Commemoration of Gladys Aylward, Missionary in China, 1970 A LETTER FROM PAUL THE MISSIONARY TO THE SOCIETY OF CHRISTIANS IN ROME (This abridged paraphrase of the Epistle to the Romans is continued from yesterday) That concludes the present stage of my argument; but before I can proceed to final deductions, I must return to a difficulty already raised (Rom. 3:1-4). If there is no difference between Jew and Gentile, does all the great past of Israel go for nothing? Do all the promises of Scripture go for nothing? First, let me say how bitterly I regret the exclusion of the Jewish nation as a body from the new life. I would surrender all my Christian privileges if I could find a way to bring them in. But we must recognize facts; and the first fact is that the nation as a whole never was able to claim the promises; from the beginning, there was a process of selection. Of the sons of Abraham, Isaac alone was called; of the sons of Isaac, Jacob only. If we ask why, there is no answer save that God is bound by no natural or historical necessity, but intervenes according to His will. To question that will is as absurd as for the pot to arraign the potter. Then again, while some members of the Hebrew race have always fallen out, always God has declared His purpose ultimately to include others, not members of the Hebrew race--and that is just what is now happening. Now, as I said, I desire nothing more earnestly than that the whole nation should be saved. But the fact is that they have deliberately rejected the chance that was offered them. There is nothing remote or abstruse about the Christian message. It is a very simple thing: acknowledge Jesus as Lord, and believe that He is alive; that is all. And they cannot say that they have never heard the message, for Christ has His witnesses everywhere. It looks, then, as if God had rejected His people, as punishment for their obstinacy. I do not believe it. God's promises cannot go for nothing. In the first place, there has always been, and there still is, a faithful remnant of the Jewish people. And in the second place, as for the main body, their present rejection of the message is only a means in God's Providence for its extension to the Gentiles. The old olive-tree of Israel stands yet; many of its branches have been lopped off, and new branches of wild olive have been engrafted in their place. But God can engraft the lopped branches on again, if it be His will; and I believe it is His will, and that in the end the whole nation will return to Him and inherit the promises. And if the failure of Israel has meant such blessing to the world, how much greater blessing will its ultimate salvation bring! God's purpose, as I said at the beginning (Rom. 1:16), is universal: He has permitted the whole of humanity, Jew and Gentile alike, to fall under sin, only in order that He may finally have mercy on the whole of humanity, Jew and Gentile alike. How profound and unsearchable are His plans! (Rom. 9:1-11:36) So now I can take up again my main argument. If this is the way of God's dealing with us, what ought to be our response? Can we do less than offer our entire selves to God as a sacrifice of thanksgiving? How will that work out? In a life lived as by members of one single body. Let each perform his part faithfully. Let love rule all your relations one to another, and to those outside, even to your enemies. Do not regard the Emperor as outside the scope of love, but obey his laws and pay his taxes. Yes, and pay all debts to every one. Love is, in fact, the one comprehensive debt of man to man. If you love your neighbour as yourself, you have fulfilled the whole moral law. But be in earnest about things, for the better day is already dawning. (Rom. 12:1-13:14) I hear you have differences among yourselves about Sabbath-keeping and vegetarianism. Take this matter, then, as an example of what I mean by the application of brotherly love to all conduct. Remember that the Sabbatarian and the anti-Sabbatarian, the vegetarian and the meat-eater, are alike servants of one Master. Give each other credit for the best motives. Do not think of yourself alone; think of your Christian brother, and try to put yourself in his place. If he seems to you a weak-minded, over-scrupulous individual, remember that in any case he is your brother, and that Christ died for him as well as for you, and reverence his conscience. If through your example he should do an act which is harmless in you but sin to him, you have injured his conscience. Is it worth while so to imperil a soul for the sake of your liberty in such external matters? If the other man is weak-minded, and you strong-minded, all the more reason why you should help to bear his burden. Remember, Christ did not please Himself. In a word, Sabbatarian and anti-Sabbatarian, Jew and Gentile, treat one another as Christ has treated you, and God be with you. (Rom. 14:1-15:13) Well, friends, I hardly think you needed this long exhortation from me. You are intelligent Christians, and well able to give one another good advice. Still, I thought I might venture to remind you of a few points ; for after all, I do feel a measure of responsibility for you, as missionary to the Gentiles. I have now accomplished my mission as far West as the Adriatic. Now I am going to Jerusalem to hand over the relief fund we have raised in Greece. After that I hope to start work in the West, and I propose to set out for Spain and take Rome on my way. Pray for me, that my errand to Jerusalem may be successful, so that I may be free to visit you. (Rom. 15:14-33) I wish to introduce to you our friend Phoebe. She renders admirable service to our congregation at Cenchrea. Do all you can for her; she deserves it. Kind regards to Priscilla and Aquila, Epaenetus, Mary, and all friends in Rome. (P.S.--Beware of folk who make mischief. Be wise; be gentle; and all good be with you.) Timothy, Lucius, Jason, Sosipater, and all friends at Corinth send kind regards. (So do I--Tertius, amanuensis!) Glory be to God! With all good wishes, Your brother, PAUL, Missionary of Jesus Christ.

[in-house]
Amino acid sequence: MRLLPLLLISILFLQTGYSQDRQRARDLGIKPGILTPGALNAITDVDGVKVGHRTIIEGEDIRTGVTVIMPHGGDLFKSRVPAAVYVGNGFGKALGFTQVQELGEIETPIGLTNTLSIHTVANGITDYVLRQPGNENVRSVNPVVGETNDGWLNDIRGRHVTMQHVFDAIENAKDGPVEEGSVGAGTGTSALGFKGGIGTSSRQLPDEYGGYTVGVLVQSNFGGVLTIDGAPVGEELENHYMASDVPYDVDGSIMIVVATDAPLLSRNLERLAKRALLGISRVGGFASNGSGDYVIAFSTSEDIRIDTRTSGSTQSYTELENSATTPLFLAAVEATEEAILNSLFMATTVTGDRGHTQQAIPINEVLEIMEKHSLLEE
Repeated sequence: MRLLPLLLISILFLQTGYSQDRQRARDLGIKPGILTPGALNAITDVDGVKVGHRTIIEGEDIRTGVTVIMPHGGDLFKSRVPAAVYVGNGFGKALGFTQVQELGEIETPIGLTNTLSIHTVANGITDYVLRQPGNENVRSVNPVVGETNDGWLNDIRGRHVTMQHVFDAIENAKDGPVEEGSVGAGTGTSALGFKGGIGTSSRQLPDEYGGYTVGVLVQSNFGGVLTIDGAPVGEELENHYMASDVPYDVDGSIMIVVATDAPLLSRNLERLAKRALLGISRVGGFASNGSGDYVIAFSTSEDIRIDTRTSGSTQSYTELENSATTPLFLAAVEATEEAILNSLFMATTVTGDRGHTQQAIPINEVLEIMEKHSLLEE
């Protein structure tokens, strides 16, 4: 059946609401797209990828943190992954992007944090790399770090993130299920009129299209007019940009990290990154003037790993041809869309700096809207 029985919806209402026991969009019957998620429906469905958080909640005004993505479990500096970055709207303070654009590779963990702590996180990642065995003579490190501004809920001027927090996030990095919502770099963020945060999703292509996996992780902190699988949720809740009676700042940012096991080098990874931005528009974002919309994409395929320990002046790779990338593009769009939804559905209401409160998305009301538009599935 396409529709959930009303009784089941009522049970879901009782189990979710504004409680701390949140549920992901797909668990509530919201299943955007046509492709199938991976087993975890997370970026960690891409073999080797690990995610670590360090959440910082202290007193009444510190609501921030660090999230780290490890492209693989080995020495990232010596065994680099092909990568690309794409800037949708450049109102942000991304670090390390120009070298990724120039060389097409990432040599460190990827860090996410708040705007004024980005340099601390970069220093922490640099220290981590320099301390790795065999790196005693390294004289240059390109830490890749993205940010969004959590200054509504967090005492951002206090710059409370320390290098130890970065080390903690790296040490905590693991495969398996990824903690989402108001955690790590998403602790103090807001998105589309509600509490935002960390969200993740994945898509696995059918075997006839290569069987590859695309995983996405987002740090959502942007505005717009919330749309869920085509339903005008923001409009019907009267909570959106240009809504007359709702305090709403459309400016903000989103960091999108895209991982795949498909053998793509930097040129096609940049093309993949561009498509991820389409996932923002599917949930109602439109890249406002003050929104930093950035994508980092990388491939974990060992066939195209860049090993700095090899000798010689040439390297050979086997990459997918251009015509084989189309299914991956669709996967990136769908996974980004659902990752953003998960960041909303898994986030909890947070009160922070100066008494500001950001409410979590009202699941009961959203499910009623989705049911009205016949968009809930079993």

by C. Harold Dodd Found in: Christianity Quotes,